Among the consumer electronics giants getting involved in diabetes these days, Samsung may not be a name that pops to mind. But in fact, the well-known maker of TVs and household appliances dove head first into diabetes a few years back when it announced a partnership with Medtronic.

Samsung has since pushed deeper into this space -- from working with Medtronic to launch the Minimed Connect data-sharing tool, to partnering with Dexcom on the Android-friendly G6 launch, and a new wellness program with WellDoc for type 2s.

We re-connected recently with Kevin Jones, Senior Director of Digital Health for Samsung Electronics America, to get the latest updates. Jones tells us the company has "doubled down" in many areas since we last spoke. Here's our Q&A with him:

 

Talking mHealth with Kevin Jones of Samsung Electronics

DM) Thanks for taking time to talk, Kevin. Can you remind our readers how (and why) Samsung is involved in diabetes?

It’s the blending of consumer electronics and medical technology, for the benefit of the patient. With Medtronic, we’re allowing insulin pump and CGM data to be displayed on consumer electronics. So instead of having to pull out a pump or medical device while sitting at a restaurant, users can simply glance at their watch or phone to more discreetly monitor blood sugar.

This is particularly important for adolescents, who don't want to look like they have a medical issue, especially in front of their friends. So they tend to eat first, and then later might check their monitor or pump. We can help with little things like that. These are small steps, but they make up a huge difference in quality of life.

The big thrust is to help industry players like Medtronic make their devices more consumer-friendly and be able to render that information in an easy and unobtrusive way.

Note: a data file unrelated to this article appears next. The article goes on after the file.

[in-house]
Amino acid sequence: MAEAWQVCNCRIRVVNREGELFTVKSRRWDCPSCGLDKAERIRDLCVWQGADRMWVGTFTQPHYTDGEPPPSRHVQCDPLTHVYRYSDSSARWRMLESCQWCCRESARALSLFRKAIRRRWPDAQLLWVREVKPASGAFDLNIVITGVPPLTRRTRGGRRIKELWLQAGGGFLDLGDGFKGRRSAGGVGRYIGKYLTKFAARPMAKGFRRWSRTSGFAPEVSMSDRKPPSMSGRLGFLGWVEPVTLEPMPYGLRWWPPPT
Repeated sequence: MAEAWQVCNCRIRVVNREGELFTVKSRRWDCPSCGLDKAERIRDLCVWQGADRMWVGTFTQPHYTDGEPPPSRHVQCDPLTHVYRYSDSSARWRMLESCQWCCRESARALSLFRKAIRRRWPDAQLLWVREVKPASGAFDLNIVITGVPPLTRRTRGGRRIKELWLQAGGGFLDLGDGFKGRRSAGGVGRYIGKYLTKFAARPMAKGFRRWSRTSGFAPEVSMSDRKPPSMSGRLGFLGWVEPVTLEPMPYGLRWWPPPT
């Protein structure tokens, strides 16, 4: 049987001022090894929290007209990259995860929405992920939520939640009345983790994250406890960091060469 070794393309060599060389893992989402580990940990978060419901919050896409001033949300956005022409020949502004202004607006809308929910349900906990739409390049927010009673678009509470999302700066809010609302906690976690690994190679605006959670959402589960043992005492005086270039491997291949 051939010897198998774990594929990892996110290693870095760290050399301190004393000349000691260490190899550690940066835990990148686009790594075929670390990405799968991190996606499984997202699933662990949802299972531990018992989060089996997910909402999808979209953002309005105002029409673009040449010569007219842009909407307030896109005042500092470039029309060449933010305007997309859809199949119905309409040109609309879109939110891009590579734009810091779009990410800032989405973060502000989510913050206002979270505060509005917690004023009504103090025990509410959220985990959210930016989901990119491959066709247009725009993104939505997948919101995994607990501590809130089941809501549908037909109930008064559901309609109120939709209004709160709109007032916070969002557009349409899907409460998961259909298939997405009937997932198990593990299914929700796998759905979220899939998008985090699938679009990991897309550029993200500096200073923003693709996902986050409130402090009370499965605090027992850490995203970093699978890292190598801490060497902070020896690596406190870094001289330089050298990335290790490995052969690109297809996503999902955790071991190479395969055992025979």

What's changed over the past few years?

It's amazing what's changed in just the past 24-36 months! We have really doubled down on our investments in the diabetes and chronic disease space.

Back when we first talked (in 2015), that was still relatively early days for us, as far as consumer technology interfacing with pumps and CGMs. We were first to get connectivity with Minimed Connect from Medtronic, and I think it helped ignite a series of events that have cascaded and really accelerated over the past few years.

It's no more a question of having one of these devices without data-sharing capabilities; now it's viewed as part of the mandatory functionality. And it should be. Patients need a better user experience for medical devices, and for decades that wasn't how they were built like consumer electronics were. At the end of the day for us, it's about a better experience for people with diabetes, to be less burdensome. We're happy to be a small part of that, which will over time become more integrated and dependent on consumer electronics companies like Samsung -- whether it's a wearable or mobile phone. It's an exciting time and we're looking to play a larger role than we have, even to date.